Freedom of Information request to EDDC anyone? To include councillors spouses and children, of course!
…“In Torbay, 39% of councillors own multiple properties, including one who has received more than £63,000 in housing benefit payments for tenants in the last two years.
Three Conservative councillors in the south coast authority, including the mayor, own a combined 68 residential properties. In Bournemouth, 15 of the 37 councillors hold multiple property interests; in Labour-controlled Leeds, 26 of the 99 councillors own more than one property in the city.
Councils have the power to regulate private landlords with licensing schemes that enforce minimum levels of safety and habitability, particularly in the poorest areas with large numbers of rental homes. None of these three authorities, which have the largest proportions of landlord councillors, have introduced such schemes.
“It is worrying that towns and cities with high numbers of private renters are governed by a disproportionately high number of landlords, especially if it makes councils less inclined to regulate the local rental market properly,” said Dan Wilson Craw, director of the pressure group Generation Rent.
He said landlord licensing could make a significant difference. For example, the London borough of Newham’s licensing scheme accounts for 70% of all housing prosecutions in the capital.
Landlord councillors insist there is no conflict of interest and say a lack of resources and a belief that the schemes are not the most effective form of regulation influence the decisions. Others have said licensing is under consideration. …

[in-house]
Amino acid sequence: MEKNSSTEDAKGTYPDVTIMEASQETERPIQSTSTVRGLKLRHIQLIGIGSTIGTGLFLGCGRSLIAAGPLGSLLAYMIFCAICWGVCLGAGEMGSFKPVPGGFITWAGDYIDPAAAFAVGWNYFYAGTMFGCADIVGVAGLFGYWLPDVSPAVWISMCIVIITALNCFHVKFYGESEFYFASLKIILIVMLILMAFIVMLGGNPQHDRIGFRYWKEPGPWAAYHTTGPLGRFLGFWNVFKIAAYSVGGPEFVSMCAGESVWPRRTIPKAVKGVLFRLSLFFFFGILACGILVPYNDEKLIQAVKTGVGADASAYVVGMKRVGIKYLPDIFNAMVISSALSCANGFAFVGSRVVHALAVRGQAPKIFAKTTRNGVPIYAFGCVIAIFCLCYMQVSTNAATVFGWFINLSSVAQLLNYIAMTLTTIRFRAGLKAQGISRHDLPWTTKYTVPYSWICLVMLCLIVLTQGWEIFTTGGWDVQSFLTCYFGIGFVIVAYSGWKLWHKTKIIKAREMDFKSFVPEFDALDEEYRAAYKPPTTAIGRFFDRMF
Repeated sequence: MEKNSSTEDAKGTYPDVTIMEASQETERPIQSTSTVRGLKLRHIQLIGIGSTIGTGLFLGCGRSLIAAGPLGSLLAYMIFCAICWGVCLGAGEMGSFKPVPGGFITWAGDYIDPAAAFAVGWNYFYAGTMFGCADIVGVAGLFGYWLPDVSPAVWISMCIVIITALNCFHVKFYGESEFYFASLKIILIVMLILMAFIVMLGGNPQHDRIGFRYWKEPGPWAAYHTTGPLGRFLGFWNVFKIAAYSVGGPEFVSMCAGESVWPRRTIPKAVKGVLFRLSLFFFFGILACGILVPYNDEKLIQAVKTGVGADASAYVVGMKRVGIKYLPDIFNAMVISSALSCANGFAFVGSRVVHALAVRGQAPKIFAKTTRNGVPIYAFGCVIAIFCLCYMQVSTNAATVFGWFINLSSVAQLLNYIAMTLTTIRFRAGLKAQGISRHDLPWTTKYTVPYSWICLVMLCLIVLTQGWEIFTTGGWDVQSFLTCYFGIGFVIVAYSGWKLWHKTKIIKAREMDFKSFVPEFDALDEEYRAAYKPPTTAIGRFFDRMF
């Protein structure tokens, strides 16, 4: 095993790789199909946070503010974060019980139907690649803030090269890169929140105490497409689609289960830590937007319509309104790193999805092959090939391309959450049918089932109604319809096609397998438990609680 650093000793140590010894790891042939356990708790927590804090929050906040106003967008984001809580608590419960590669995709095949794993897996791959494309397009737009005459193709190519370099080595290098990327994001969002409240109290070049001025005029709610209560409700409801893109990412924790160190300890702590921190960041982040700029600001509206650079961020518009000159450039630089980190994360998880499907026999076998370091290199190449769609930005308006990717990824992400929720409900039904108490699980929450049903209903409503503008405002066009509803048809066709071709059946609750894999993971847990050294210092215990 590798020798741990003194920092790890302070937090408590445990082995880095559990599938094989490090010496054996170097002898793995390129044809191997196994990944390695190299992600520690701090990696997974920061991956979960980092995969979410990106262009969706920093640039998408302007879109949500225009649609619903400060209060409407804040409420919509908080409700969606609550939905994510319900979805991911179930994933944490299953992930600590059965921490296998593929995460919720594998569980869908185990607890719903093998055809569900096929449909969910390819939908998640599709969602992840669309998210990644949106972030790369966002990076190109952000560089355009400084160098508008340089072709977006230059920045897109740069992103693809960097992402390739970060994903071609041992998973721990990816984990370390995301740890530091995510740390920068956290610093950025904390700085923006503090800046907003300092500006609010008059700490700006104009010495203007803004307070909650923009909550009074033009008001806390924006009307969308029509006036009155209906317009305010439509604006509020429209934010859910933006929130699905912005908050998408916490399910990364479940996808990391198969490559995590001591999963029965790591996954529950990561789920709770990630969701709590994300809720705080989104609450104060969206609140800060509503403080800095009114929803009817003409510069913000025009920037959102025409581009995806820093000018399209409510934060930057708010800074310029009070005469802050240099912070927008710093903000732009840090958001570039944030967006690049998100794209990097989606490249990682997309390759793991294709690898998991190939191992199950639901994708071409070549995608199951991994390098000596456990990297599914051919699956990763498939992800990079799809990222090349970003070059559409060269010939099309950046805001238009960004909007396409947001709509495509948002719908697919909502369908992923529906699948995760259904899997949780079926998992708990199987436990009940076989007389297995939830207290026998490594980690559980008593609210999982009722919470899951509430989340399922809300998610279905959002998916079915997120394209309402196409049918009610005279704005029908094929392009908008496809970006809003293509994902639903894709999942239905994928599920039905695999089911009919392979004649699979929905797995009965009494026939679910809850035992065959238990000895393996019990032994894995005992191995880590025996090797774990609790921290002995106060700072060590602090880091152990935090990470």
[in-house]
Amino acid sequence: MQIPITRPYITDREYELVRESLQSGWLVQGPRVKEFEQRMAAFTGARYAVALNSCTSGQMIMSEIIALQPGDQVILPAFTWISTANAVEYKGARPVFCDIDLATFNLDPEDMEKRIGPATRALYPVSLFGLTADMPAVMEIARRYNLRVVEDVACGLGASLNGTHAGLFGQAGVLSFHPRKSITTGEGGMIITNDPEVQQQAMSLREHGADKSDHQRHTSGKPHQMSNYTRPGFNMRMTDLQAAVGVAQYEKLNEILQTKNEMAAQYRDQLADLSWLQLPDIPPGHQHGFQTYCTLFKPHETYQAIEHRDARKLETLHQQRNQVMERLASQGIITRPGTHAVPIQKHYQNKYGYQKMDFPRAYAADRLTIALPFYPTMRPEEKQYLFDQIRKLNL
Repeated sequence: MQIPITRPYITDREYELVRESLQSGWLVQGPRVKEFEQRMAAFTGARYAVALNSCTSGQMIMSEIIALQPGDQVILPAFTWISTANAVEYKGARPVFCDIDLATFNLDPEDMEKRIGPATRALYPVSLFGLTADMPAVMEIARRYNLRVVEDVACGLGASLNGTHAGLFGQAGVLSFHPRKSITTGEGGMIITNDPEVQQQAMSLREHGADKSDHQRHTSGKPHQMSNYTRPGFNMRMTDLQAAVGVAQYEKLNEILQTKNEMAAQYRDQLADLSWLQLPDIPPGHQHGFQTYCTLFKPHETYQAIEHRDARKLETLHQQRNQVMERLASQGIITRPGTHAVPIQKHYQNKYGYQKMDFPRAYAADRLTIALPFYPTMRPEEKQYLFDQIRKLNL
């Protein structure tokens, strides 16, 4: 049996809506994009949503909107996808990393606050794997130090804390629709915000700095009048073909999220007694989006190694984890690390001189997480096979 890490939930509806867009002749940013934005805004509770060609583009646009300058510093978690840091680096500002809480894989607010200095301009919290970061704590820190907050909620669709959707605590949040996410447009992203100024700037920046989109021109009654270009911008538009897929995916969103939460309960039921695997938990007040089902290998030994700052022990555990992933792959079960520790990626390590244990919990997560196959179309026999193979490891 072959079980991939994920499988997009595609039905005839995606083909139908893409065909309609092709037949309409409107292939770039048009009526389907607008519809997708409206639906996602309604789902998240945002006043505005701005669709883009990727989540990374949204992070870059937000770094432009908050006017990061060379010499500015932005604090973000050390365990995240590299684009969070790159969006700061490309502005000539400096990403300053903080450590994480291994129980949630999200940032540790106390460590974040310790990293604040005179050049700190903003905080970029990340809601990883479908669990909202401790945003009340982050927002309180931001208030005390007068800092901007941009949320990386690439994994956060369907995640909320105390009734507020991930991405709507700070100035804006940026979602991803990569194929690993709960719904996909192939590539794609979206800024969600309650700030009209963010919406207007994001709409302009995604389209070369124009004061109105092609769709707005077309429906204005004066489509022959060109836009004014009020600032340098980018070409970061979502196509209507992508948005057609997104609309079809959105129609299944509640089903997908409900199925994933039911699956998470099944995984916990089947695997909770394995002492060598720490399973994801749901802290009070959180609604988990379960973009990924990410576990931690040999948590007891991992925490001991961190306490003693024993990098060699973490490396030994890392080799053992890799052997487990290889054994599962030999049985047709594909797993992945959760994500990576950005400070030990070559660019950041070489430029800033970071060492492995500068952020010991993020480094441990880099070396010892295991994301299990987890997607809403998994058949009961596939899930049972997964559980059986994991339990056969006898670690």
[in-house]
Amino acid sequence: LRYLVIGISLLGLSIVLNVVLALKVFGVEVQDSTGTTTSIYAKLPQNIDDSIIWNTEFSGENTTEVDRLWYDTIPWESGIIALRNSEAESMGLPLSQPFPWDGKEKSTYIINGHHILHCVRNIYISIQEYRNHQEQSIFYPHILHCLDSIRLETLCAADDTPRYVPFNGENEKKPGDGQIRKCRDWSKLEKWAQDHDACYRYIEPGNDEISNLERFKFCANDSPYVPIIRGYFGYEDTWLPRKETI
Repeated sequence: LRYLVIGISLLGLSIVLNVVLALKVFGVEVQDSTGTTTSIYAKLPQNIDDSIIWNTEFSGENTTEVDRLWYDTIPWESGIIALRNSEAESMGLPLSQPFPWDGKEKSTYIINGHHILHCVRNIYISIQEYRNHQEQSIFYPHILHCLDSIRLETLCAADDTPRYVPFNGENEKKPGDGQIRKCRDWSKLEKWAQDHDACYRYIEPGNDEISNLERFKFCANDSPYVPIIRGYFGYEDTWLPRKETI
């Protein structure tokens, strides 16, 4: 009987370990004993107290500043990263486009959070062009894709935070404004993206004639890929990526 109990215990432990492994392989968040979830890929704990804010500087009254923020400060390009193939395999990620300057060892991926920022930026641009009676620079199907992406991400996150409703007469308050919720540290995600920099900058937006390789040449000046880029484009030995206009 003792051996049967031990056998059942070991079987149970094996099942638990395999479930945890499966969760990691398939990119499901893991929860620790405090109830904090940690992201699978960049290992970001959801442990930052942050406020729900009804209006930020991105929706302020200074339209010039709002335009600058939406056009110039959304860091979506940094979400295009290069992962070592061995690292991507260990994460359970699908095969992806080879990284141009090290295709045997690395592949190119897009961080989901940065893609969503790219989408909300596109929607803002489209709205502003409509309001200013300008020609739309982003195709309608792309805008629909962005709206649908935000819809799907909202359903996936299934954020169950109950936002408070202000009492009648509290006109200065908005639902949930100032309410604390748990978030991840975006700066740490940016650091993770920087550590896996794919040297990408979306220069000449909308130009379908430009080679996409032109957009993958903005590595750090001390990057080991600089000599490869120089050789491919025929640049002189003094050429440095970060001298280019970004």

… Torbay council has admitted that the age and quality of the housing stock “means that it is poorly insulated, generally inefficient, which leads to poor living conditions and fuel poverty”. It has also said it may consider licensing landlords in certain areas to increase control over the quality of private sector homes, but has yet to do so.
Six of its councillors rent out 19 properties in two of the most deprived wards. James O’Dwyer, who sits on several council committees, is also a property manager and landlord, and eight of the 44 houses and flats in which he and his family have an interest are located in two wards – Tormohun and Roundham with Hyde – that are ranked in the bottom 10% of living environments in England, according to the government’s indices of deprivation.
Since 2015, O’Dwyer has received more than £63,000 in housing benefit payments for his tenants, according to figures released to the Guardian under the Freedom of Information Act.
O’Dwyer said budget cuts rather than the influence of councillor landlords was more likely to be the reason for the failure to introduce licensing schemes in his area.
“This lack of resources and the burden of bureaucracy is far more likely to be the cause of any stagnation of a licensing scheme than the Machiavellian cabal of landlords targeting Torbay,” he said.
O’Dwyer said he would support the right kind of scheme in Torbay and stressed that any conflicts of interest were dealt with under council rules.
His fellow councillor Ray Hill rents out five homes in Tormohun as part of a portfolio of 19 residential properties that he owns or leases. Hill said he and his wife were “responsible and attentive landlords”.
“All of the 19 flats owned by my wife and myself in Torquay and elsewhere are of a high standard, some furnished and some unfurnished,” he said.
A Torbay council spoke4sperson said the authority had invested in an enforcement team rather than licensing, which had resulted in prosecutions changing the behaviour of bad landlords.
“This has had an impact bay-wide rather than in a specific identified area,” they said.”